Much to admire in director Irene Lewis's 'The Homecoming'
Last call: Irene Lewis is in her final season after 20 years as artistic director of Baltimore's Center Stage (she was informed last spring that her contract would not be renewed after the 2010-11 season, despite the fact that she was running a healthy institution), and her last show as a director is now playing.
It's Harold Pinter's "The Homecoming," and to judge by the uncomfortable laughter rippling through the Pearlstone Theater, this landmark 1964 drama of a family clawing one of its own apart is hitting its perverse mark. The shock value is intact as mild-mannered Teddy - a U.S.-based philosophy professor - totes his lovely wife back home to meet his seedy family in North London, where she is thoroughly absorbed by the rough masculine household.
There's much to admire in Lewis's work, as usual; the grubby décor of Riccardo Hernandez's boxy living room is characteristically striking, and the vast scale elevates the domestic warfare to mythic scale.
The acting, though, is worth special notice. Jarlath Conroy delivers a wonderfully skuzzy performance as the vainglorious, opportunistic patriarch, setting an attacking tone with the snarling barbs the old man lobs at his brother (Laurence O'Dwyer) and two sons (Trent Dawson and Sebastian Naskaris).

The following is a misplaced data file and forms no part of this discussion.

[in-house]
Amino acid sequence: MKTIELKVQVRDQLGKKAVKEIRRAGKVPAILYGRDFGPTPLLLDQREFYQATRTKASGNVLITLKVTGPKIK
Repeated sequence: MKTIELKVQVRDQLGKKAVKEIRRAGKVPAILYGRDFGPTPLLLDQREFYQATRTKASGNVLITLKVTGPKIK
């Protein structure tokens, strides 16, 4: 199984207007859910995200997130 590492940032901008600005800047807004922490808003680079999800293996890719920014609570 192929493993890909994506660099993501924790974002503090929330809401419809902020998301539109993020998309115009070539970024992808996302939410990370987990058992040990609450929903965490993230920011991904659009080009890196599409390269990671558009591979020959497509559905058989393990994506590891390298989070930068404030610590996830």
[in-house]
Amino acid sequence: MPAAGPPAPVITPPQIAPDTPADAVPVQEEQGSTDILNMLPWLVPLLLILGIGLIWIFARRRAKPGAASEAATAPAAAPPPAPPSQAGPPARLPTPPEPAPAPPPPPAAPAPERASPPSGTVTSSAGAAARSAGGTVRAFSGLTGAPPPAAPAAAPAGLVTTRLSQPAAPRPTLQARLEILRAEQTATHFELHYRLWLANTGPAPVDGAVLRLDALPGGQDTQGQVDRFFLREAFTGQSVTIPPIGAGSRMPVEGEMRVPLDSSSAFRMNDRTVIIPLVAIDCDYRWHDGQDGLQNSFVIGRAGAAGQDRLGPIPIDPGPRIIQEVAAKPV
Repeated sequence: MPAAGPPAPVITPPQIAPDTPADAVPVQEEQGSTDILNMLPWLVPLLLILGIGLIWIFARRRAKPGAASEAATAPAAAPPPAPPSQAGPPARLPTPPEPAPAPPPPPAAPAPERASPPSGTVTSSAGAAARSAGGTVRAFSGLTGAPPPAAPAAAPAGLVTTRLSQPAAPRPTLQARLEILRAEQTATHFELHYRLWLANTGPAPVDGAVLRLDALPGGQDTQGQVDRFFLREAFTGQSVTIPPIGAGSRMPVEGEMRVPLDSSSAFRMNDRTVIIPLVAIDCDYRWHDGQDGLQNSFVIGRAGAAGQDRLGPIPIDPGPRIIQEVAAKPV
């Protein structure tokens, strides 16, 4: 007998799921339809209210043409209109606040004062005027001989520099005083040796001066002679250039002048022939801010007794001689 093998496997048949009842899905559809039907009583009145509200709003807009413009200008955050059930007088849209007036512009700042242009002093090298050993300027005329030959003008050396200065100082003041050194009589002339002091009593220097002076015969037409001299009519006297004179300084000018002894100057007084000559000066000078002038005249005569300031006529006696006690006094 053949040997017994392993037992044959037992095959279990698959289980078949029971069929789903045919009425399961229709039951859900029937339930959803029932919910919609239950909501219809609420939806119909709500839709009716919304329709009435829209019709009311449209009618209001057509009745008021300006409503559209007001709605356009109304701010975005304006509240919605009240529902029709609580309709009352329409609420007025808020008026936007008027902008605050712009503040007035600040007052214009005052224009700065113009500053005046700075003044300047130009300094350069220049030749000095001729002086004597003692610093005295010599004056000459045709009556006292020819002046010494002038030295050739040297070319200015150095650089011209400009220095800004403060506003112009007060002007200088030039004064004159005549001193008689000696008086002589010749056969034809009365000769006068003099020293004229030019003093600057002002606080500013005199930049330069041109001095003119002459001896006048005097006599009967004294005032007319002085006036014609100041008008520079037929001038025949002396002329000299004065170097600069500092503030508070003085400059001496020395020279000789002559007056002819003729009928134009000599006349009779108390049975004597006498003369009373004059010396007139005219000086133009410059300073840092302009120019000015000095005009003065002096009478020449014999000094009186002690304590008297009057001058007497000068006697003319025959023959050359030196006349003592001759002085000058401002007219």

Felicity Jones, meanwhile, delivers a big cool helping of savoir faire as Ruth, the femme fatale who gives better than she gets from these wolves. Jones's Ruth is sophisticated and deeply creepy, while Steven Epp is splendid as Ruth's helpless intellectual husband. You can feel the power shifting back and forth as Lewis's group fills the famous Pinter pauses with steady glares. There's absolutely no fidgeting: it's a tense, taut, rigorous performance - a vintage Lewis show.
| February 6, 2011; 1:30 PM ET
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